If you haven’t watched Doctor Sleep yet, then this is your last chance to walk away. You’ve been warned: you’re in Spoiler territory now!
To understand how writer/director Mike Flanagan constructed the ending of Doctor Sleep, it’s necessary to go back and talk about the original ending of Stephen King’s “The Shining” and how it was different from the ending Stanley Kubrick shot for his adaptation. In the novel, a hotel-possessed Jack Torrance stalks his son Danny to the upper floors of The Overlook, where they have a confrontation. Danny realizes that the man he’s facing is no longer his father, but the evil of the hotel wearing his father as a “false face.” Though Jack is able for one brief moment to fight off the hotel’s influence and urge his son to escape, the real key to Danny’s survival comes from remembering what his father — and the hotel — has forgotten: The boiler in the basement, which hasn’t been vented and is ready to explode. In the end Danny, his mother, and Dick Hallorann all escape, while Jack and The Overlook go down in flames.
Kubrick basically jettisoned this ending for one where Dick Hallorann dies, Jack freezes to death in the hedge maze while chasing his son, and Danny and his mother escape to safety. Most importantly, however, The Overlook survives intact instead of exploding. For better or for worse, that is the final impression most movie-goers have in their minds when they think of The Shining — despite the fact that King famously hated Kubrick’s version of the story.
Now, when King wrote his sequel, he was obviously able to pick up where his own novel left off, which means that while the climax of “Doctor Sleep” does take place on the grounds of The Overlook, the hotel is no longer standing. Mike Flanagan could have chosen to take King’s sequel and adapt it as-is, and probably nobody would have questioned it — although it would have been divorced from its cinematic predecessor, and that would have been a shame. Instead, Flanagan chose the unenviable task of adapting the “Doctor Sleep” novel to be a direct continuation of Kubrick’s The Shining, addressing head-on the differences between the novels and the film. That meant some small changes, like Dick Hallorann being a ghost himself while teaching Danny about those lockboxes of the mind, but it also meant that the third act had to be restructured. After all, if Danny is staging his big showdown against Rose The Hat on the grounds of The Overlook, that showdown will look a whole lot different if The Overlook is still standing there.
Flanagan took things a step further though, and instead of merely altering the end of “Doctor Sleep” he ditched it altogether… and replaced it with King’s original climax from “The Shining,” only with Dan in his father’s role and Abra in the position of young Danny. In Flanagan’s third act, Dan Torrance takes Abra Stone to The Overlook, hoping that the hotel will be as dangerous to Rose (a woman steeped in hundreds of years worth of Steam) as it is to people with the Shine. After all, sometimes the best way to fight a predator is to find an even bigger predator. At first, Danny enters the hotel on his own in order to wake it up, and he even has a heartbreaking one-on-one with Lloyd the bartender… who looks an awful lot like his father. More importantly, however, Dan heads down to the basement to turn that boiler on. Then, when Rose arrives, it’s Abra who leads her on a merry chase through the hedge maze… only to reveal that it’s a mental projection. The real trap is Danny unleashing all the ghosts he’s locked up inside his own mind, who proceed to feed on Rose — before turning on Dan himself. Dan becomes possessed by the hotel and chases Abra to the upper floors, where she delivers a speech very similar to the “false face” dialogue that Danny said as a boy in the novel. She also reveals to Overlook-Dan that the boiler is set to explode. Dan is able to shake off the hotel’s influence long enough to urge Abra to run, then he rushes to the basement… and allows the boiler to explode, taking himself down with the hotel.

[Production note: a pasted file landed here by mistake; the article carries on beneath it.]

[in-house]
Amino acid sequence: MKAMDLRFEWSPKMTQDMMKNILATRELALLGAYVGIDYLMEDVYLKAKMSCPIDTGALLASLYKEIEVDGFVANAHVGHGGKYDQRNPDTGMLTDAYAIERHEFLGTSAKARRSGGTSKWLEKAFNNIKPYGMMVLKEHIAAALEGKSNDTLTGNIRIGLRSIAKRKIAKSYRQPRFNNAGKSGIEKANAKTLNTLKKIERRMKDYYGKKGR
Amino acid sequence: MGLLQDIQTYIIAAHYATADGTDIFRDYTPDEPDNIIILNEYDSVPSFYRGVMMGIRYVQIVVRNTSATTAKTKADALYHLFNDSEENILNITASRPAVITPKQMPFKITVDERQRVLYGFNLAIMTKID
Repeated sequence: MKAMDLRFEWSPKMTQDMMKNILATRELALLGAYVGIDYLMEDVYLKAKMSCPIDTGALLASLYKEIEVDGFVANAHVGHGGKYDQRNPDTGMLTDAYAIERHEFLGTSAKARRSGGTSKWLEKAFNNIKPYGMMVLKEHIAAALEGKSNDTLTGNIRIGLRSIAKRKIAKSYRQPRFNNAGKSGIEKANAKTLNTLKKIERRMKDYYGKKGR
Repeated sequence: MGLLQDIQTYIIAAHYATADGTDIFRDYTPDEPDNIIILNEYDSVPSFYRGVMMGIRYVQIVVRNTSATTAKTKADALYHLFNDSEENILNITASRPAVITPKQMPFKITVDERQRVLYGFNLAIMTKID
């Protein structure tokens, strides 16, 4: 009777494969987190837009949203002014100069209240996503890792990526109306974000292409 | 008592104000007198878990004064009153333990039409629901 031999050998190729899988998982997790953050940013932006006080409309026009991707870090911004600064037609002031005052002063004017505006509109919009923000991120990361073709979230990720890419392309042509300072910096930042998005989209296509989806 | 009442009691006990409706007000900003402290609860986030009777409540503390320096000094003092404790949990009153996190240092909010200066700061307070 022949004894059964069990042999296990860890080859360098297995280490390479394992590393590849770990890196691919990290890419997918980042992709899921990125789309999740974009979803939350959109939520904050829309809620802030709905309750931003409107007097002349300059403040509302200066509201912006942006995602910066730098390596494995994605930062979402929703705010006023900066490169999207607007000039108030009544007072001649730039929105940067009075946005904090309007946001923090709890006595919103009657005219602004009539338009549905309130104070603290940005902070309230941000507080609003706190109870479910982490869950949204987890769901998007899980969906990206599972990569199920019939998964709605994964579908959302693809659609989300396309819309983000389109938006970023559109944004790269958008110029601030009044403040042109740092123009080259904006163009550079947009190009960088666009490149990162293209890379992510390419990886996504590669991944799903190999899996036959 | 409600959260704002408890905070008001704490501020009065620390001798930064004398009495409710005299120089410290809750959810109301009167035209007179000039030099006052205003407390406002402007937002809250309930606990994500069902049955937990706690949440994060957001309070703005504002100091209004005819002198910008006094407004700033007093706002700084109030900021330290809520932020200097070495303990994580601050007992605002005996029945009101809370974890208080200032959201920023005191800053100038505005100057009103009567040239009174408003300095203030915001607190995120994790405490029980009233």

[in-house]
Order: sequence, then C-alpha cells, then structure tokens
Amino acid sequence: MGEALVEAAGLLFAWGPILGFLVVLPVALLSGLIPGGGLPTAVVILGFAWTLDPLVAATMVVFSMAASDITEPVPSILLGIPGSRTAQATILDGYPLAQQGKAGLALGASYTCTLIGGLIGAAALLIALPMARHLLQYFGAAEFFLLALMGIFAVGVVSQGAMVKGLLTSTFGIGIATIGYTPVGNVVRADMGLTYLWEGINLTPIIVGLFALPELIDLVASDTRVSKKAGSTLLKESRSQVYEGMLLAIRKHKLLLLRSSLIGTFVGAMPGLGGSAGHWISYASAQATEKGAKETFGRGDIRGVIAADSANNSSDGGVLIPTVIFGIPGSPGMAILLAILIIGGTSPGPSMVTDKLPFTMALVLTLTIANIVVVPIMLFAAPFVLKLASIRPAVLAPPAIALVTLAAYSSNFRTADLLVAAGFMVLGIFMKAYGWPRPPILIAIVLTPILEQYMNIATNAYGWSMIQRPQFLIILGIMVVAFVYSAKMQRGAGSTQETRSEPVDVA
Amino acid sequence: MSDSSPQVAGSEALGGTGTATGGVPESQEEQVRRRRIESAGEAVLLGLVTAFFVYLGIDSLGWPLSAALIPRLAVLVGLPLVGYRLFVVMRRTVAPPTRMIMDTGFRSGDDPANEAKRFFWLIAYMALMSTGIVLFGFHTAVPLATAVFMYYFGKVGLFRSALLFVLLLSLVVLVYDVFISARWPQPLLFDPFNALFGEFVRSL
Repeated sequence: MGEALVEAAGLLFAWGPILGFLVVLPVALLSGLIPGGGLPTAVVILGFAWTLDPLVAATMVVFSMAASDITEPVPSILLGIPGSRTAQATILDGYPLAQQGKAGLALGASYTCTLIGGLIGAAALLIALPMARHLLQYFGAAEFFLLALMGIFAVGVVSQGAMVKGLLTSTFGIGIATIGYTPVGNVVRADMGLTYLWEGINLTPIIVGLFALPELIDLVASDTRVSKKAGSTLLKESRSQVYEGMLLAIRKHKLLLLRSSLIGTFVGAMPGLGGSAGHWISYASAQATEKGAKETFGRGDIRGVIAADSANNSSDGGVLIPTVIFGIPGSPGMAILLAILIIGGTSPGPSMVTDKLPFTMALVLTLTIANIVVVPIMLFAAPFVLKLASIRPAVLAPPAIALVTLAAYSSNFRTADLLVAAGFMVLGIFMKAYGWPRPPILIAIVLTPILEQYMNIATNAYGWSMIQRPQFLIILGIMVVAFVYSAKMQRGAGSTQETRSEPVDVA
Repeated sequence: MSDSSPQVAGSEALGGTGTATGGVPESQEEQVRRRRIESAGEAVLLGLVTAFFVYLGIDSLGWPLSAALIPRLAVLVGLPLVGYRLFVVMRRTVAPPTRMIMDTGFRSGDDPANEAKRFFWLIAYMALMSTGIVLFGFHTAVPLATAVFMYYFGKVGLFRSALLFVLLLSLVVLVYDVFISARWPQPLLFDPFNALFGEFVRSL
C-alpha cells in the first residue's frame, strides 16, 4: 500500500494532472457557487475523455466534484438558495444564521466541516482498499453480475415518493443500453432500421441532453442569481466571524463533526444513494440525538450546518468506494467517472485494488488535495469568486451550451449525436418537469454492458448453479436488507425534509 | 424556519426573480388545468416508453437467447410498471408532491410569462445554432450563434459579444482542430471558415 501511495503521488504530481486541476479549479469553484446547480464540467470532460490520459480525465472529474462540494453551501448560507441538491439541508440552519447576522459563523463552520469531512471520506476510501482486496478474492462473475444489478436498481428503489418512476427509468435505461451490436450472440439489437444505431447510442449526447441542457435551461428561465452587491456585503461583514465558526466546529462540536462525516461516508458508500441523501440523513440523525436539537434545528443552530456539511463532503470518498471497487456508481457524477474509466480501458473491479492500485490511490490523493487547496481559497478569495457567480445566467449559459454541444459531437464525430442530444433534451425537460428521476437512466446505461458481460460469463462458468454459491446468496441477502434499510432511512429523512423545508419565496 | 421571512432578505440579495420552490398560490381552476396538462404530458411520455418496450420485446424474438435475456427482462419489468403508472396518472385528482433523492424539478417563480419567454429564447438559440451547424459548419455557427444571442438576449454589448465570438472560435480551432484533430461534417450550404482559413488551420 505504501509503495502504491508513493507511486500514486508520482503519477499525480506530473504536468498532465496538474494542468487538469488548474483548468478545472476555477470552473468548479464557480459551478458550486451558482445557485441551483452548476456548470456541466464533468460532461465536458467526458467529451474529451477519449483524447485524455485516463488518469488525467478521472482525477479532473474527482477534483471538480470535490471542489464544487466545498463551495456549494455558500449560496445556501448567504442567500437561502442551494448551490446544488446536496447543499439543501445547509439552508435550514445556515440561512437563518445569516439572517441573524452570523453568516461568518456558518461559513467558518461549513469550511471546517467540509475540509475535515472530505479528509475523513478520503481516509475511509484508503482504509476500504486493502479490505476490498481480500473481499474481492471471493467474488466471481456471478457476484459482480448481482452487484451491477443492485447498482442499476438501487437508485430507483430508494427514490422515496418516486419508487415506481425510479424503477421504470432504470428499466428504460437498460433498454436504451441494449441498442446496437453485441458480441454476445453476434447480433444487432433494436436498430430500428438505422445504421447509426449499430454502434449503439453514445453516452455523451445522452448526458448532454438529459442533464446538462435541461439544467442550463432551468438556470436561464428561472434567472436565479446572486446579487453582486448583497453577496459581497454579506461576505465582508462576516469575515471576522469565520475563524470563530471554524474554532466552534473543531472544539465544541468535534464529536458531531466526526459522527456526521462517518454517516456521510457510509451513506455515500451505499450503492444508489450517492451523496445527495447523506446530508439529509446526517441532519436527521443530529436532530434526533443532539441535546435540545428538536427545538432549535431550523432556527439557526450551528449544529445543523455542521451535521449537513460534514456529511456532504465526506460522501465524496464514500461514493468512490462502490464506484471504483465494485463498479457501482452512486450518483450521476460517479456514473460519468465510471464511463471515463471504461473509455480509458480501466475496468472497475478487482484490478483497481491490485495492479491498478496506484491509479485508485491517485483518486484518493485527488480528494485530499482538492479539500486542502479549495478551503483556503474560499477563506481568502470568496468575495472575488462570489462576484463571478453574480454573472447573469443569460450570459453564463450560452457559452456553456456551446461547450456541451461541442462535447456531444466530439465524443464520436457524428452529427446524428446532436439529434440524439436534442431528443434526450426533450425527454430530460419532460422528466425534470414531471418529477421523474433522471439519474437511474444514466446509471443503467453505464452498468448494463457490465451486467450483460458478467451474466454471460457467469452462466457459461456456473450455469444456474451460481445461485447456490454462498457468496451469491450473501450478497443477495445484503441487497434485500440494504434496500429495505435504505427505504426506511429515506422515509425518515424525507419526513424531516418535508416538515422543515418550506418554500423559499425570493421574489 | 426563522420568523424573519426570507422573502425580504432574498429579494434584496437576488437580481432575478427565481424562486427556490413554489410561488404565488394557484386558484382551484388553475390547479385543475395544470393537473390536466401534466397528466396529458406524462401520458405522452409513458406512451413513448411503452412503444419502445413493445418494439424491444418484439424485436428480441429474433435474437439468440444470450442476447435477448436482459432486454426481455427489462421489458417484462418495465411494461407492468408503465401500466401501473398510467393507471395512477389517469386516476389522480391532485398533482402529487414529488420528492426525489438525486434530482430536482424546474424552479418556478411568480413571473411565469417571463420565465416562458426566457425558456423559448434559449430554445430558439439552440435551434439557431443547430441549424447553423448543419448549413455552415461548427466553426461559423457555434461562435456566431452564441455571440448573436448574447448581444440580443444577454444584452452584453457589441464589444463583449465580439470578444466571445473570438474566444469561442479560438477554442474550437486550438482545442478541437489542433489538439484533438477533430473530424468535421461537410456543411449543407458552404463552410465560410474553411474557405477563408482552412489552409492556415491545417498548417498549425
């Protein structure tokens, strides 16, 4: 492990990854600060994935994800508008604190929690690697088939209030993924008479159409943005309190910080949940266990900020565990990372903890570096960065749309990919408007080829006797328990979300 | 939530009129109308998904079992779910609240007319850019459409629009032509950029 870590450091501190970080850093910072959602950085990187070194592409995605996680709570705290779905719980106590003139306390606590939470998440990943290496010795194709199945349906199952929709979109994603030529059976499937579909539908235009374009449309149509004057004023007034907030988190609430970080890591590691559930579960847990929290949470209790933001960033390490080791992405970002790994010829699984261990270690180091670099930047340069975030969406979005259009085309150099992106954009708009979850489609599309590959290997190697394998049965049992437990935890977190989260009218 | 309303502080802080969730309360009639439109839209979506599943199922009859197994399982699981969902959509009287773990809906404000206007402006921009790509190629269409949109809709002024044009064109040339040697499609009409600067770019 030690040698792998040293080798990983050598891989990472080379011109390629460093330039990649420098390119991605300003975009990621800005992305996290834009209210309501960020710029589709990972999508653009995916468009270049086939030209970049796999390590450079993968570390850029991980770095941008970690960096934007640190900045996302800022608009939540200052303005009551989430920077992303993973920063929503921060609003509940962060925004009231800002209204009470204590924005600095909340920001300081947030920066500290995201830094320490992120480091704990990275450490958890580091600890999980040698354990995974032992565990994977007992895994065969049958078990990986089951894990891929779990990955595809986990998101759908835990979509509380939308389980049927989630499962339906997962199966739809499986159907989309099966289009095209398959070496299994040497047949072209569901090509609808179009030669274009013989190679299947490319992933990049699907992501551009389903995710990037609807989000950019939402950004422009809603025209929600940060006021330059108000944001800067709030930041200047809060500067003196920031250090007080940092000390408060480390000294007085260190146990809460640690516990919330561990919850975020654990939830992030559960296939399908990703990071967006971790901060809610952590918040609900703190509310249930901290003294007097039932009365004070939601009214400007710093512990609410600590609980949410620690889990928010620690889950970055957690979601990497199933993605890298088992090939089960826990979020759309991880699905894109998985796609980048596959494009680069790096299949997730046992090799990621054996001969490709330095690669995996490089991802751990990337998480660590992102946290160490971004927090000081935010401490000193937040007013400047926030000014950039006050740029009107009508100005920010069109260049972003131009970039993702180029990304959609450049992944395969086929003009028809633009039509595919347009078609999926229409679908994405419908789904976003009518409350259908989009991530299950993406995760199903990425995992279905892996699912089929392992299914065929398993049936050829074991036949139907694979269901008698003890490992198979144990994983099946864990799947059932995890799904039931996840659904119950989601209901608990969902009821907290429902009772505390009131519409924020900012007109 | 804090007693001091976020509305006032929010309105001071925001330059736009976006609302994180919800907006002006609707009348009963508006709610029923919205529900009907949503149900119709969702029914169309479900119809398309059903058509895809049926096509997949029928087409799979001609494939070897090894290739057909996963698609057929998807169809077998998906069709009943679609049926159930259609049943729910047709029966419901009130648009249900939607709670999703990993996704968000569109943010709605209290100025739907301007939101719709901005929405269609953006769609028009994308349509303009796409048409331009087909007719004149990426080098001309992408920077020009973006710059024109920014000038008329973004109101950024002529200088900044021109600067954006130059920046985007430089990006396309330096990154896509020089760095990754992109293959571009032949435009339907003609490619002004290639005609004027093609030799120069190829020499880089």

Unquestionably, this is a far darker ending than King’s version of “Doctor Sleep”, which saw Dan survive the climax after teaming up with his father’s ghost to kill Rose. Instead, in his final moments as everything around him goes up in flames, Dan has a vision of his mother, making peace with the woman who got him away from The Overlook even as he dies inside it. It’s not all dark, though, as the final scenes reveal that in death Dan is still there to mentor Abra, the same way Dick stuck by young Danny.
With one simple, monumental shift to the story, Flanagan did justice to King’s original vision of Torrance family and their time in The Overlook — and since Stephen King himself signed off on the script, he obviously was pleased with how it all came together. In fact, as King told Entertainment Weekly:
So, I read the script very, very carefully and I said to myself, ‘Everything that I ever disliked about the Kubrick version of The Shining is redeemed for me here.”
Of course, in order to redeem Kubrick’s version, Flanagan did precisely what Kubrick did in the first place: jettison the ending King had written for “Doctor Sleep.” And in that way, he also paid respect Stanley Kubrick, a man who wasn’t afraid to ignore the source material in pursuit of a good movie.
Header Image Source: Warner Bros.